I have a guest post today from someone that is definitely an expert when it comes to property management, my daughter Debbie Vornholt. I hope you enjoy this article. Be sure to leave your comments below or on her site Common Sense Landlording.
Tenants that Never Pay On Time
I get asked all the time how to deal with tenants that never pay on time. Some landlords have tenants that used to be great paying tenants but then something happened; a lost job, a death in the family, the car broke down, etc. and the tenants don’t pay on time anymore.
Other landlords have tenants that signed the lease, paid the first month’s rent and the never paid on time ever again.
Don’t Let Your Tenant Dictate Your Policy
Tenants that never pay on time are a huge problem. How you handle the first late payment will dictate how your tenant behaves in the future. If you are lucky, the tenant will call you and say “Hey, I am paying late because . . . “. It doesn’t really matter what the reason is because the bottom line is you aren’t getting your money on time.
I want you to erase the following phrases from your vocabulary when dealing with a late paying tenant:
- That’s OK.
- Pay when you can.
- Catch up when you can.
- Not a problem.
- I understand.
- Any other phrases that indicate “no worries”.
I used to say “That’s OK.. When can you pay?” in a very friendly, it’s no big deal kind of tone. It hit me one day that NO, it’s not OK for the tenant to pay late. It’s great that he is calling me but I had to pinch myself every time I started to make it sound like it was acceptable for the tenant to not pay on time.
If you make it OK for a tenant to pay late, why should they pay on time?
Say this Instead…
Instead say something like “I’m sorry to hear that. What date will you be paying?” When they tell you the date, say “Give me a second and I will tell you how much your late fees will be so that you can include them in the rent.” I am not mean or rude but I don’t want to sound happy that they will be paying late. This is the first step to showing tenants that never pay on time that you intend to enforce your policy.
Assuming the tenant has explained why he is paying late, I ask the tenant if he will be able to pay on time next month. That is a valid concern, especially if he can’t pay this month’s rent until the middle or end of the month. If he says yes, I let it go and say great!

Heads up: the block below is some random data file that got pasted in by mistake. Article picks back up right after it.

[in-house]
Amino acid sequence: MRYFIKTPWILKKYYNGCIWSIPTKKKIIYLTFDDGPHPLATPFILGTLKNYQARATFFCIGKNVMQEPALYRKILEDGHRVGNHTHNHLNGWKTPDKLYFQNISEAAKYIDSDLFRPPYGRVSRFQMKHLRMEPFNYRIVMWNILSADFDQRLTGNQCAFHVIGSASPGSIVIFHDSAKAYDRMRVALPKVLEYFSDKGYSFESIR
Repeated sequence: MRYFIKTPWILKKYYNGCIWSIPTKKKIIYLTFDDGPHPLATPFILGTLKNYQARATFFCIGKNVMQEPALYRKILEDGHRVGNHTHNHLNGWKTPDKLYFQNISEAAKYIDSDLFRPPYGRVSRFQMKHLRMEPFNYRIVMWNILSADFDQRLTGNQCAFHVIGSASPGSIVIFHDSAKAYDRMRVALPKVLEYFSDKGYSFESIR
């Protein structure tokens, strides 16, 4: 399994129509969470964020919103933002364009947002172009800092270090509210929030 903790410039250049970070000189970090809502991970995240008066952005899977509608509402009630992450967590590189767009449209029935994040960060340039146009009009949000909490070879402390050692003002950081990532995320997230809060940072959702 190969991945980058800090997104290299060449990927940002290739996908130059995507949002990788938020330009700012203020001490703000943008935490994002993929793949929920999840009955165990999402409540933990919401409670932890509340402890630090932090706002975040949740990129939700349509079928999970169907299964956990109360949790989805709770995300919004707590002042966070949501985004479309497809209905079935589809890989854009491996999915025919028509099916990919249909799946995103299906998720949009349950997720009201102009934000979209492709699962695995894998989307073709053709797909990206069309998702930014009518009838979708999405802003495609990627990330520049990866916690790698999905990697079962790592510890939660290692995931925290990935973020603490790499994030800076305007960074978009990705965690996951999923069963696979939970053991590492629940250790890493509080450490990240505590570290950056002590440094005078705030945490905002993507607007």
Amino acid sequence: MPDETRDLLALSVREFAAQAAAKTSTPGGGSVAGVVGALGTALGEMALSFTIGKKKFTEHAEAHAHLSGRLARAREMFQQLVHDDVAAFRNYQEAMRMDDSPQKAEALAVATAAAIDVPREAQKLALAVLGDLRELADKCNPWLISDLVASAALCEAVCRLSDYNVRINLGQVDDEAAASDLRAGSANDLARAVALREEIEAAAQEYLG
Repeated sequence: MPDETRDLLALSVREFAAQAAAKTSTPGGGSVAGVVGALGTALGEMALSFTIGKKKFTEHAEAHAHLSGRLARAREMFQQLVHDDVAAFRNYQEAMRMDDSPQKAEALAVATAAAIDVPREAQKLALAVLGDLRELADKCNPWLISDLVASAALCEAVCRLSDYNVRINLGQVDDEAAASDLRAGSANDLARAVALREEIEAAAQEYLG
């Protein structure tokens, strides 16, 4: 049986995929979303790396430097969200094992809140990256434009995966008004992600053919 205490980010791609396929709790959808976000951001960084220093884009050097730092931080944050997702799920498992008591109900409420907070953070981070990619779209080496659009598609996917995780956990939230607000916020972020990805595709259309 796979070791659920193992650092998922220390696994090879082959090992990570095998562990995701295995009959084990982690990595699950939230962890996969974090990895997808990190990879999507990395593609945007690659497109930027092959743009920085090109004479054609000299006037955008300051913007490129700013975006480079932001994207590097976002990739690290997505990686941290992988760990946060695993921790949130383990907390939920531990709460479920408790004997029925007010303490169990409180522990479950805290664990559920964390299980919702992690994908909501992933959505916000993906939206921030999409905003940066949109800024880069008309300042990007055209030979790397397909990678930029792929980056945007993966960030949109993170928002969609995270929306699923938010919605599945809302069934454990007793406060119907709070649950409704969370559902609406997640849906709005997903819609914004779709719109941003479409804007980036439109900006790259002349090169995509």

If he says no or isn’t sure, I ask what his plan is in the future for paying on time next month. For example, if he has lost his job, I ask if he has any family members or friends that can help him out. I also always recommend contacting locate agencies to help him pay his rent. I keep a list of agencies that have helped out our tenants before and pass those on to anyone that needs them.
You want to break this cycle early. There are tenants that are used to doing it “their way”. They never pay on time, ad it's up to you to quickly make them understand that's unacceptable to you.
Remember… You Are Running a Business
I used to be too timid to ask these kinds of questions. It was easier to say “Ok” and not ask any questions. Unfortunately, I run across many landlords who just don’t want to “confront” the tenant or make him mad or don’t feel right asking those questions.
Remember, this is YOUR house! By not asking questions and making your tenant answer to you, allows the tenant to run your business instead of the other way around. Do not change the way you do business just because your tenant can’t or won’t follow your rules! Get rid of that tenant and find another one who will follow your rules. There is just no reason to keep a tenant that never pays on time. It's bad for your bottom line.
Charging Late Fees
I chuckle sometimes because you do run across the occasional tenant who apparently fell asleep while I was going over the lease, and he acts completely shocked and insulted that you are going to charge late fees. If you are asked why you are charging late fees, remind your tenant that the lease he signed explains the late fees and the eviction policy. Sometimes they even get angry and say that’s not fair! I’m sorry but not paying your rent on time isn’t fair to me.
Many times they will ask if you can waive the late fees this time. You will have to decide what your policy is on this and I have heard lots of different opinions on this subject. Once a tenant has been with us for a year, we will waive late fees once a year but we note it in Quick Books so that we can keep track.
We do not waive late fees during the first year, because if you don’t train them from the start, you will have tenants that never pay on time.